The US Appeals court that will hear, and possibly rule on legal briefs filed by the government today has much material to go over, as 97 companies, including Apple, Facebook, Google and others Silicon Valley businesses filed briefs opposing the Trump ban.

The Trump Administration’s 90-day entry ban imposed on seven Muslim countries that bars individuals from those countries from entering the US is seen as discriminatory. Silicon Valley believes the ban is not only discriminatory, but is detrimental to their companies.

The brief states, “The Order represents departure from the principles of fairness and predictability that have governed the immigration system of the United States for more than fifty years – and the order inflicts significant harm on American business, innovation, and growth as a result.”

The brief’s argument also cites volumes of cases which have sided with defendants in the past, and therefore, has set a legal precedent against the action of the government. The brief states that “A Quarter of us have at least one parent who was born outside the country,” and “close to half have a grandparent born somewhere else.” We are, the brief states, “a nation of immigrants.”

The US has placed controls on those seeking to enter the country in the past without breaking away from America’s commitment of welcoming immigrants and refugees seeking protection from tyrannical regimes around the world.

Trump’s immigration directive, Executive Order No. 13769, barred individuals from seven nations from entering for 90 days, and indicates the directive could be lengthened. It allows waivers from the Department of Homeland Security at their discretion. In addition, the executive order suspends the refugee program for a period of 120 days, and if the Refugee Admissions Program resumes, HLS may prioritize refugee claims on the basis of religious-based persecution, “provided that the religion of the individual is a minority religion in the individual’s country of nationality.”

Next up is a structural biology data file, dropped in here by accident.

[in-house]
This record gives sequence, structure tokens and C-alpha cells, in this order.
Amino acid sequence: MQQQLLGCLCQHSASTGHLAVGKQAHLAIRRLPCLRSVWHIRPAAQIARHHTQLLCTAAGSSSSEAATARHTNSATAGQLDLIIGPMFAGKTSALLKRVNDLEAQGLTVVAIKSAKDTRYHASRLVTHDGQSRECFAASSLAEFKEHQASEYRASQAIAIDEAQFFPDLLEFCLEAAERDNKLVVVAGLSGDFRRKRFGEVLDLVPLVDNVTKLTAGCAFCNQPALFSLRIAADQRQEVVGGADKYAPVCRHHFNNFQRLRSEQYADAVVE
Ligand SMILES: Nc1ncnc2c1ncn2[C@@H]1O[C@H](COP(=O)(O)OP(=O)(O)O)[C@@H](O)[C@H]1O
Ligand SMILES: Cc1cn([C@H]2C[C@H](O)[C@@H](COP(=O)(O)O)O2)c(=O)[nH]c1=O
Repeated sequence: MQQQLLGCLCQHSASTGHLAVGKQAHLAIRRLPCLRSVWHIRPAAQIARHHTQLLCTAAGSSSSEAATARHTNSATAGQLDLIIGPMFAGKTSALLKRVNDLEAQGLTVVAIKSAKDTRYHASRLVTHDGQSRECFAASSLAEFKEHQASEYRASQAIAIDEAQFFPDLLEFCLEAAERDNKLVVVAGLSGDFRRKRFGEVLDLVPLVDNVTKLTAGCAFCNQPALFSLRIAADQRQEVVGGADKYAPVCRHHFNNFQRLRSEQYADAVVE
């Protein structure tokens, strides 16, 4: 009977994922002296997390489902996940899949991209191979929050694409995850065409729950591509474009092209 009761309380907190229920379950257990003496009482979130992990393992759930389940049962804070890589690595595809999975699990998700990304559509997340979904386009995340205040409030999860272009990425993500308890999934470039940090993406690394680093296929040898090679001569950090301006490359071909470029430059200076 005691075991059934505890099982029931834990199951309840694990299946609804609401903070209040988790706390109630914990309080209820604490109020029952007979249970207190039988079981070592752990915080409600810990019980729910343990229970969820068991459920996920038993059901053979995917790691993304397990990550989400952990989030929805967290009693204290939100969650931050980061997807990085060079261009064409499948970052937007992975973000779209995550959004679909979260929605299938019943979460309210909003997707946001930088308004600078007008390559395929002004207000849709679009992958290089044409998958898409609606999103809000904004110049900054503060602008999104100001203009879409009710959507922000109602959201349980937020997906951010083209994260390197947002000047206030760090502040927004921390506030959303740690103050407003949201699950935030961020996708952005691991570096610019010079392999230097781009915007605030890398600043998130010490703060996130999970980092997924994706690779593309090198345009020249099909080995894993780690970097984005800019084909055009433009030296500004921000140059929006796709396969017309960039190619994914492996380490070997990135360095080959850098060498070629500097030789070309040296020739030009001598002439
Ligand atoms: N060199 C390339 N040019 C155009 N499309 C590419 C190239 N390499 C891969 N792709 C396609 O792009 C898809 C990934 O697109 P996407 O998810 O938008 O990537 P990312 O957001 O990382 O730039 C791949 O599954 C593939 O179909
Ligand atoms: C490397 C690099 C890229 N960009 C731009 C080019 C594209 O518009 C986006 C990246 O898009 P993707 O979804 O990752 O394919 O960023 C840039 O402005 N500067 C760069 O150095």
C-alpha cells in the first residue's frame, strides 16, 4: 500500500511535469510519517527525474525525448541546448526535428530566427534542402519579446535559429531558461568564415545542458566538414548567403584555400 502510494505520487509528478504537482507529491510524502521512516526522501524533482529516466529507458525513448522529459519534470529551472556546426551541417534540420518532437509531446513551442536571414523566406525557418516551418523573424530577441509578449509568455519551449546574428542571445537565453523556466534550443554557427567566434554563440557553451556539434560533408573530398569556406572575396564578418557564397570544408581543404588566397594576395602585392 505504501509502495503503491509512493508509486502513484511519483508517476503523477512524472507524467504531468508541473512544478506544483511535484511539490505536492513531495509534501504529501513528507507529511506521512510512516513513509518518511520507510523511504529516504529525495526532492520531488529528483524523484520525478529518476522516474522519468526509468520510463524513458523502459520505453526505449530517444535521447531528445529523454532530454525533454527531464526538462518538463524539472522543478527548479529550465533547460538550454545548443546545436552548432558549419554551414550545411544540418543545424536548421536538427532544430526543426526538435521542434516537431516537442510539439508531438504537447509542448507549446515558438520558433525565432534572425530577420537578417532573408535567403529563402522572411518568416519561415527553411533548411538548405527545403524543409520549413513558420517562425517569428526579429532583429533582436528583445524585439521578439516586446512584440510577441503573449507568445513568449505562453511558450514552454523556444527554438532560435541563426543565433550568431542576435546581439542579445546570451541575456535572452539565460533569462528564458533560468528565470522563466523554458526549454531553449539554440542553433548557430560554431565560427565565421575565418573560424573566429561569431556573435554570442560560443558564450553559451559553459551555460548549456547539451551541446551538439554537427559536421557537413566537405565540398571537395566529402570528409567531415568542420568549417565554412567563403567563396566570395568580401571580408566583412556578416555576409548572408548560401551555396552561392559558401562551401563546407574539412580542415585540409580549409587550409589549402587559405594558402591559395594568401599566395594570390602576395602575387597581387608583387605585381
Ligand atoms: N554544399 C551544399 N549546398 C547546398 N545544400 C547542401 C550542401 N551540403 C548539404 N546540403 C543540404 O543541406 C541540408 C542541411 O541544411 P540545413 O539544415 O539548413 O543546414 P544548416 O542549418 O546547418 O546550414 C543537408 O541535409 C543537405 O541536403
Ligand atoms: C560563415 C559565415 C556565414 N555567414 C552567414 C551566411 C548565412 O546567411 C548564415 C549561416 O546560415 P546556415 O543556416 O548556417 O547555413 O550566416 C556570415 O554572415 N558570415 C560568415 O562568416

The claimants say the order is unconstitutional and discriminatory. It harms America’s firms by making it more difficult to compete in the international marketplace.

Moreover, the brief declares “People who choose to leave everything that is familiar and journey to an unknown land to make a new life necessarily are endowed with drive, creativity, determination – and just plain guts. The Energy they bring to America is a key reason why the American economy has been the greatest engine of prosperity and innovation in history.”

Other companies who signed on to the amicus brief include:  Microsoft, Netflix, Twitter, Uber, Pinterest, Yelp, Reddit, Kickstarter, Mozilla, Dropbox and others.

While Amazon is not a party in the brief, its founder Jeffrey P. Bezos, also the owner of the Washington Post, supported the suit filed in Washington state against Trump’s executive order. Earlier, Bezos called the ban “discriminatory” and “disrupts ongoing business operations. And it threatens companies’ ability to attract talent, business, and investment to the United States.”

Read the Amicus Brief

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